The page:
Mind Over Subject Matter
Q: I’m a bit concerned about our children’s movie and TV viewing habits. I have questions about the content of some of the things my older kids (age 10 and 12) are pushing me to let them watch. To be fair, it’s not like they’re asking to watch R-rated movies. Am I making too big of a deal about this?
A: One of our jobs as parents is to provide guidance and direction, especially in those areas where our children’s thoughts and character are being molded. Media such as television and movies can have a huge impact on a child’s impressionable mind and heart.
One of the reasons visual entertainment media have such a powerful effect on our thoughts and attitudes is the existence of mirror neurons in our brain. Mirror neurons are a type of brain cell that fires not only when a person performs an action, but also in response to seeing someone else do the same thing. In other words, these cells “mirror” what we see others do, putting the observer “in the action,” in a virtual sense. Why is that important? Because when we see someone do something, our brains are, in a way, participating in that action.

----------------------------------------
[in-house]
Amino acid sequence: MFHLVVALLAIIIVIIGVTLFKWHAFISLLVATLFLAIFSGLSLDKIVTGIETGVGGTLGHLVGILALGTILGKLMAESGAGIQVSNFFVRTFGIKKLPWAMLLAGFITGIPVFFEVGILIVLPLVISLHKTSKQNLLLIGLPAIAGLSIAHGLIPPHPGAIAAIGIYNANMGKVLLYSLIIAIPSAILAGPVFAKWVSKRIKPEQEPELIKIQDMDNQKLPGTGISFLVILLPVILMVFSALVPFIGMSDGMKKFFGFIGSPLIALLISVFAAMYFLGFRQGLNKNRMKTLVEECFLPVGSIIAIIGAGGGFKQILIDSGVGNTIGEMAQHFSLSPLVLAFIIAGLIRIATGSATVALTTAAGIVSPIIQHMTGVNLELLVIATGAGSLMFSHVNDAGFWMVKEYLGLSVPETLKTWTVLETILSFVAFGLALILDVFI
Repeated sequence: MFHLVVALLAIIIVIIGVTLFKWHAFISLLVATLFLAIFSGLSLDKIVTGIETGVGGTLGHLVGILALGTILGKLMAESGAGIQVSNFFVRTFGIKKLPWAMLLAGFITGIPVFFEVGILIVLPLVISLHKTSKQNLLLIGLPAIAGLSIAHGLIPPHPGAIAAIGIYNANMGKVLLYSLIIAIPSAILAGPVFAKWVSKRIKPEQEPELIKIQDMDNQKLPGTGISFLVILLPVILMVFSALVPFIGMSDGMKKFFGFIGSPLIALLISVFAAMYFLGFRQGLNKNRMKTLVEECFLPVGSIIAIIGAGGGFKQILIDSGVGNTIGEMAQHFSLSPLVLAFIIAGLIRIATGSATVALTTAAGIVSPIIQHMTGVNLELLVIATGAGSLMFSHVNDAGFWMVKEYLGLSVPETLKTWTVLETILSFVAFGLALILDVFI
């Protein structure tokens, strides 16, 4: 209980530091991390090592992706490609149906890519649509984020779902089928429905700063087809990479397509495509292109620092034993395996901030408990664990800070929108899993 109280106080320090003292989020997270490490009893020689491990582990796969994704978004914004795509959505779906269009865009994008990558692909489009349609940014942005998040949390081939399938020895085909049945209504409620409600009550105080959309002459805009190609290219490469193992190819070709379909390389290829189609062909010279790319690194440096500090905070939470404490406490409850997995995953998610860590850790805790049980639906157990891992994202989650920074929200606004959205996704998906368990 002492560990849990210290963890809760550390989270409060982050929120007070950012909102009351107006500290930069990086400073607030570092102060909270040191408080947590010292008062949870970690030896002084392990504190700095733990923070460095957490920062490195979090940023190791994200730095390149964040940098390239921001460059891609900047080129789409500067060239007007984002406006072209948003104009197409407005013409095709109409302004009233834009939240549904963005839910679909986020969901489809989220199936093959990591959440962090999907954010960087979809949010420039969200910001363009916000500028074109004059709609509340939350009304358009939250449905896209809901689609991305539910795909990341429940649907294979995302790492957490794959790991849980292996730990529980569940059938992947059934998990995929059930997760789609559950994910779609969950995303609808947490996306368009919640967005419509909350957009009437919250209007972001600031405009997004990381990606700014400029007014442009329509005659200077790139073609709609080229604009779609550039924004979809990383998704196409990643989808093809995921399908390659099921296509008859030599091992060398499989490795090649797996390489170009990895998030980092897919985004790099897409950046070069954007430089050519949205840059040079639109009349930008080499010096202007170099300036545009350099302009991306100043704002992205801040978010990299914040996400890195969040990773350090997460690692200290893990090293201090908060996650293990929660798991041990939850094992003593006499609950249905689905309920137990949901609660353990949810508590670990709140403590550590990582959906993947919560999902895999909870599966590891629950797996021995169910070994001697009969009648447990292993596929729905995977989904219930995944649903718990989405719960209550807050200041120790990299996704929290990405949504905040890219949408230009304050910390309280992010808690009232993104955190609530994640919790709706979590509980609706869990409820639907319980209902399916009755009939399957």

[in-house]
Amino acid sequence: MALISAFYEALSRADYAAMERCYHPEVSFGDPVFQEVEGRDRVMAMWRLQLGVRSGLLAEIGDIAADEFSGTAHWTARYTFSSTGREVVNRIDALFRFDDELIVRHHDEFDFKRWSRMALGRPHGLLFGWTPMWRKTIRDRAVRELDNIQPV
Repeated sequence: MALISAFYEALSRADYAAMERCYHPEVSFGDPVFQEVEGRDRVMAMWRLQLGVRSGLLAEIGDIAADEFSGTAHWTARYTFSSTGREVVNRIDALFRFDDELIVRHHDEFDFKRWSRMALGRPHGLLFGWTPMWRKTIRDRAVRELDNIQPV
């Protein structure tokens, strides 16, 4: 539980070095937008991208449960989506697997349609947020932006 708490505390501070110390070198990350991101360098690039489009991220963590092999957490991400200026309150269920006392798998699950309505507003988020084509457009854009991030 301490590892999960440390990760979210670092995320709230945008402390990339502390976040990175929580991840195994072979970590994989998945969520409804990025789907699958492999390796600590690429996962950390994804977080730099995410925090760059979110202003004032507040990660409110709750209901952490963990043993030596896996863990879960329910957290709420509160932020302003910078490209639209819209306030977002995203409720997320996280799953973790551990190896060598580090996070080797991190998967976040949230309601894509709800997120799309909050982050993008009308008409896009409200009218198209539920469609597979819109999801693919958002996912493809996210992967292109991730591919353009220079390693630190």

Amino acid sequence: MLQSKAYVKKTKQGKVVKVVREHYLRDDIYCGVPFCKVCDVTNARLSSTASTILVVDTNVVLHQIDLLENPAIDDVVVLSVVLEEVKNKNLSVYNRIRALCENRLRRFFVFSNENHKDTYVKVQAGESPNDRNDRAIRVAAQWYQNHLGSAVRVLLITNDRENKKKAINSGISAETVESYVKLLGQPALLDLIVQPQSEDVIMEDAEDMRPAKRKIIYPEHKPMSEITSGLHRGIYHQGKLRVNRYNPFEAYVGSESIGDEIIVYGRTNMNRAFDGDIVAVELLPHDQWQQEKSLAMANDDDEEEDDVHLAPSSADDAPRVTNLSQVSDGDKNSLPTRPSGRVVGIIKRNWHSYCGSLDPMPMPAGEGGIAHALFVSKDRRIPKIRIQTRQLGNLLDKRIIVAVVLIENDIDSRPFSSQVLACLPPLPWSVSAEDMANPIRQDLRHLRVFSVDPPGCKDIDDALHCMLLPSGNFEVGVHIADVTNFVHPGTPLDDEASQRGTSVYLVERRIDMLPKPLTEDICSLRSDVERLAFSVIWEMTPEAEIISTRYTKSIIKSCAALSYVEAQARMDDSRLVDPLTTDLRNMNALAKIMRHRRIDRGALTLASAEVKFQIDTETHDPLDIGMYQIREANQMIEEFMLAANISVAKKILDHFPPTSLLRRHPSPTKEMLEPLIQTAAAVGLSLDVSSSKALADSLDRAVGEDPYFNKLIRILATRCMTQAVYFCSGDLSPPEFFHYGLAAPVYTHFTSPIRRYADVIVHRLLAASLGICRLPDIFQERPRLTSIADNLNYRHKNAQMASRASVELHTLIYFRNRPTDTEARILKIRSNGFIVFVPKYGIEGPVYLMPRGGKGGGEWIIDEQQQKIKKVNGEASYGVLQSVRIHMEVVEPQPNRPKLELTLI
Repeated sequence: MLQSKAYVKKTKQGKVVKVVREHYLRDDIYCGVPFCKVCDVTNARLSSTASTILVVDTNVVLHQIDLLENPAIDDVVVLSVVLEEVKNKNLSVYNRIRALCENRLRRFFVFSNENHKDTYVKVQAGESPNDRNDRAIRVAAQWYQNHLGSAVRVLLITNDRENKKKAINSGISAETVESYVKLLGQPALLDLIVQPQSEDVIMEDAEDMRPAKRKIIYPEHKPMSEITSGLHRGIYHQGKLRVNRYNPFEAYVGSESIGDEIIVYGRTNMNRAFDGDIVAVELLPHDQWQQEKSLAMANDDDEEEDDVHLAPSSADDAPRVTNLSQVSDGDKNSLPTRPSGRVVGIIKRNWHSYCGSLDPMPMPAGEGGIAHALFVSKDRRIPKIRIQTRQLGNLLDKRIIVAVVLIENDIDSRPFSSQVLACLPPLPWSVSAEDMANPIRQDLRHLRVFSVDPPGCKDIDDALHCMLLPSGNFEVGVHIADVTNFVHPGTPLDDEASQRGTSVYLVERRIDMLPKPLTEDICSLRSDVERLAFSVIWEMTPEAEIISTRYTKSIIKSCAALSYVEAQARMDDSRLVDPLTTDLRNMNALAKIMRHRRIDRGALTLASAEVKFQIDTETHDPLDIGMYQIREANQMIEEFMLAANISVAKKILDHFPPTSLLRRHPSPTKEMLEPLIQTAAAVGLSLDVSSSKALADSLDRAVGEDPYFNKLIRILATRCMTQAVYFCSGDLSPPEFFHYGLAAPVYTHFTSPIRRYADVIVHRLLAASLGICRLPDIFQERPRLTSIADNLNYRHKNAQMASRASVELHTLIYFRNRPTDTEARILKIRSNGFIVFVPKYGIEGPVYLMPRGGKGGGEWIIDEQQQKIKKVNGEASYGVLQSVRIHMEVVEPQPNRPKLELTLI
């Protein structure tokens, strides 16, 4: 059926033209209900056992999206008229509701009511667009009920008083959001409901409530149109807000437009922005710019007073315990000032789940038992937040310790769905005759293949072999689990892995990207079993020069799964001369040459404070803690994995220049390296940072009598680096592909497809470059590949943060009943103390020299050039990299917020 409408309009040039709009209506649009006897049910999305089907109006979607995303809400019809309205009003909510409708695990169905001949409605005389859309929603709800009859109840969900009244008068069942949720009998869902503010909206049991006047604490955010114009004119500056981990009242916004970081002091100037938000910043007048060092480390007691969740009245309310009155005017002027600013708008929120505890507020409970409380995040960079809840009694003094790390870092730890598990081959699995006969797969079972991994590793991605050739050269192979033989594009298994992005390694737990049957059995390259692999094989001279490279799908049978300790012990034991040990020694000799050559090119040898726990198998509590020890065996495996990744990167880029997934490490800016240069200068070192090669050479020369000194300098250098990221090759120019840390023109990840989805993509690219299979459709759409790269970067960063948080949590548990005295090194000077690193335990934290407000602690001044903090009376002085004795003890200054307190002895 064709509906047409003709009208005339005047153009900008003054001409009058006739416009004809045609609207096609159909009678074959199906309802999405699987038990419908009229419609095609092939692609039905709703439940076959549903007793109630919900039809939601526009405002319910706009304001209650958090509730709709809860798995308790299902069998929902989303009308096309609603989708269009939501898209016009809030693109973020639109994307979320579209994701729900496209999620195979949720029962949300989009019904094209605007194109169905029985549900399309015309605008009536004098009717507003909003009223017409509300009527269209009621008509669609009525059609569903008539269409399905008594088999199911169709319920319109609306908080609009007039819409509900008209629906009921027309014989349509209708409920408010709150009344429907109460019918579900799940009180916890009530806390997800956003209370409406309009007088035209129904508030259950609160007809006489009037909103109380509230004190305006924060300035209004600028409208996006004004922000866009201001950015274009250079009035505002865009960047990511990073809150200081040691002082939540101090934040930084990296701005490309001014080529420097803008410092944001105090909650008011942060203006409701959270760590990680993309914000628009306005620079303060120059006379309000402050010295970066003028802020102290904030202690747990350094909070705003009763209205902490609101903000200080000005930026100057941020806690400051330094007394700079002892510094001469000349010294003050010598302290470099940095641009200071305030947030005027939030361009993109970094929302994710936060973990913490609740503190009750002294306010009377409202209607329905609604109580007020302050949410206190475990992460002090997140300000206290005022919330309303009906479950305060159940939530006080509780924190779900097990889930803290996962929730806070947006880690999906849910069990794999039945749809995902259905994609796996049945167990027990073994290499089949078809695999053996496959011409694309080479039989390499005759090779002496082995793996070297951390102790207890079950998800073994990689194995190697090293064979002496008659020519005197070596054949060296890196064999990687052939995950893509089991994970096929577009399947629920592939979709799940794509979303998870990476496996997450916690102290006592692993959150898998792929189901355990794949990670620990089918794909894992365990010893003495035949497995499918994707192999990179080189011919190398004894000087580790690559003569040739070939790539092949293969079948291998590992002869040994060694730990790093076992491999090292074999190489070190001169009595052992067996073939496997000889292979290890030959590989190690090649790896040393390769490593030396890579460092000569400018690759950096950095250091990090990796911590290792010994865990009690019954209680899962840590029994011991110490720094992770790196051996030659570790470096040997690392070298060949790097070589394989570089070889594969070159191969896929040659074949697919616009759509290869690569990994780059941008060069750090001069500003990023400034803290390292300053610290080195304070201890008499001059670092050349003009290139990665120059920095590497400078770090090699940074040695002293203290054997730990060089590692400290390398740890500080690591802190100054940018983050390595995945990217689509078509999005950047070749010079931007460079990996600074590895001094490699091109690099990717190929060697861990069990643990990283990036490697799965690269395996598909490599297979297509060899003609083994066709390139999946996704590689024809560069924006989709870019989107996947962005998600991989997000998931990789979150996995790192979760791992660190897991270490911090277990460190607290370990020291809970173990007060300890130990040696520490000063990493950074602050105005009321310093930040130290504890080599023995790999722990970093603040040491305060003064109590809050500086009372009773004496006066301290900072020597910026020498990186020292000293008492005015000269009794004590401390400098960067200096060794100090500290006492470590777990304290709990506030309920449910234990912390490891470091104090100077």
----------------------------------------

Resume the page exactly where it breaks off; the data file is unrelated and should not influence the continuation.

Mirror neurons have been linked to learning new skills, language, and even emotions such as empathy. There’s also the potential that as a person watches acts of violence (such as in a movie), that person is learning violence and cruelty at some level. Now think about the things your children see on TV and in movies. Even though they may not be rated R, are the things that are shown the sort of things you would want your child to participate in, physically or in their minds? Is the language, substance use, attitudes, or treatment of others what you’d like your child to mirror? If not, teach your child the importance of making wise media decisions for themselves.
Our family recently experienced one of those media discernment moments. My son (almost 13-years-old) and I were thinking about going to see Captain America: Civil War. He was super-excited to see it, but we decided to look at a review of the movie at PluggedIn.com. We learned that, unfortunately, the movie had quite a bit of language in it. I told my son that he only gets one brain and he has to begin making decisions about what he wants and doesn’t want in it. His response made me pleased and proud. He told me he didn’t want to have those things in his mind and would rather do something else, so we went bowling and went out to eat as a family instead. Then we played some basketball and spent more time together.
My goal was not to dictate my son’s actions but to give him responsibility in this particular discernment decision and to help him understand and take ownership of his brain. That’s a worthy goal for all parents, and one I’d like to explore a little more in our next column.
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